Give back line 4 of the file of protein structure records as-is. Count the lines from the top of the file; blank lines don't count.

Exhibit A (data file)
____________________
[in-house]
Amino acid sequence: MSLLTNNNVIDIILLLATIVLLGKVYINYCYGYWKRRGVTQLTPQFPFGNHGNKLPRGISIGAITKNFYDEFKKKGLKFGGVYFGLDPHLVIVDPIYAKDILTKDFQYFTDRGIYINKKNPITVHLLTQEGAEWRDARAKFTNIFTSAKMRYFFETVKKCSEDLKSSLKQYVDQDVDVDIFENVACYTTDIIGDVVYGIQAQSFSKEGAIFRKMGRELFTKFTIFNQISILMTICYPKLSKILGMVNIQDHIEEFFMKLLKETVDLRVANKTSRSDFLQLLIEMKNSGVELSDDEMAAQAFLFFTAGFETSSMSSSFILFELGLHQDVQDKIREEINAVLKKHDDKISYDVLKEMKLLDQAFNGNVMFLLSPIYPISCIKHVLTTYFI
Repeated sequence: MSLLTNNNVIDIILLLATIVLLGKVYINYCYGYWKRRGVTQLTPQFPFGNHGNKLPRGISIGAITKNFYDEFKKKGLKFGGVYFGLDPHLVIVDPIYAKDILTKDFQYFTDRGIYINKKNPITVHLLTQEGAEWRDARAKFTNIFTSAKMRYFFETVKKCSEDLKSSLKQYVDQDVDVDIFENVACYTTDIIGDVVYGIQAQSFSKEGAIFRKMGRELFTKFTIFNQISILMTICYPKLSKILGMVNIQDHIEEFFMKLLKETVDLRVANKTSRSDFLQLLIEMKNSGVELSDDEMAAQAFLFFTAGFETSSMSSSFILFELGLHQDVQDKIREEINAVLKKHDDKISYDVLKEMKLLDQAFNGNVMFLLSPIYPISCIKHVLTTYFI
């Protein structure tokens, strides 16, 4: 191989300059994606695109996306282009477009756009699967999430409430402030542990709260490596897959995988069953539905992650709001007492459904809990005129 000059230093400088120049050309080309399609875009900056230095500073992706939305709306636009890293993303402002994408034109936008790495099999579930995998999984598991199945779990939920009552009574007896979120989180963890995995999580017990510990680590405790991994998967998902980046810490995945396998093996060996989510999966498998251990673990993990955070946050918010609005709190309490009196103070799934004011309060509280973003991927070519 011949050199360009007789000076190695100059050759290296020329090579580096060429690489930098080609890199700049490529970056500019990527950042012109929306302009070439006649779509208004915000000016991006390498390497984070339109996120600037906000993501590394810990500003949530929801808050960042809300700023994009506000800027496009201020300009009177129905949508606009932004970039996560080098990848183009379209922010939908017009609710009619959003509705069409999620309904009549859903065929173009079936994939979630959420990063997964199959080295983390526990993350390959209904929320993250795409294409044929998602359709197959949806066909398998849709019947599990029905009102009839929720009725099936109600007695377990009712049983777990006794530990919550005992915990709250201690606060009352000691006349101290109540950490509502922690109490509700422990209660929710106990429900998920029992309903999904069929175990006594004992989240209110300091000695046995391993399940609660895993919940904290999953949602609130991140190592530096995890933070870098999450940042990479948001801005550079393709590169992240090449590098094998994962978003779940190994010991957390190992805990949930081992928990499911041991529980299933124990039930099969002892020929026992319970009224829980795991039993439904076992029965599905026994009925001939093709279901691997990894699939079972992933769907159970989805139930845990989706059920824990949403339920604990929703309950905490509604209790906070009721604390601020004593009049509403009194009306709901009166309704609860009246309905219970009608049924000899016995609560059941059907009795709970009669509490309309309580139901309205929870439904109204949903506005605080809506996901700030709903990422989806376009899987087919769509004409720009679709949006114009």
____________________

């Protein structure tokens, strides 16, 4: 191989300059994606695109996306282009477009756009699967999430409430402030542990709260490596897959995988069953539905992650709001007492459904809990005129 000059230093400088120049050309080309399609875009900056230095500073992706939305709306636009890293993303402002994408034109936008790495099999579930995998999984598991199945779990939920009552009574007896979120989180963890995995999580017990510990680590405790991994998967998902980046810490995945396998093996060996989510999966498998251990673990993990955070946050918010609005709190309490009196103070799934004011309060509280973003991927070519 011949050199360009007789000076190695100059050759290296020329090579580096060429690489930098080609890199700049490529970056500019990527950042012109929306302009070439006649779509208004915000000016991006390498390497984070339109996120600037906000993501590394810990500003949530929801808050960042809300700023994009506000800027496009201020300009009177129905949508606009932004970039996560080098990848183009379209922010939908017009609710009619959003509705069409999620309904009549859903065929173009079936994939979630959420990063997964199959080295983390526990993350390959209904929320993250795409294409044929998602359709197959949806066909398998849709019947599990029905009102009839929720009725099936109600007695377990009712049983777990006794530990919550005992915990709250201690606060009352000691006349101290109540950490509502922690109490509700422990209660929710106990429900998920029992309903999904069929175990006594004992989240209110300091000695046995391993399940609660895993919940904290999953949602609130991140190592530096995890933070870098999450940042990479948001801005550079393709590169992240090449590098094998994962978003779940190994010991957390190992805990949930081992928990499911041991529980299933124990039930099969002892020929026992319970009224829980795991039993439904076992029965599905026994009925001939093709279901691997990894699939079972992933769907159970989805139930845990989706059920824990949403339920604990929703309950905490509604209790906070009721604390601020004593009049509403009194009306709901009166309704609860009246309905219970009608049924000899016995609560059941059907009795709970009669509490309309309580139901309205929870439904109204949903506005605080809506996901700030709903990422989806376009899987087919769509004409720009679709949006114009």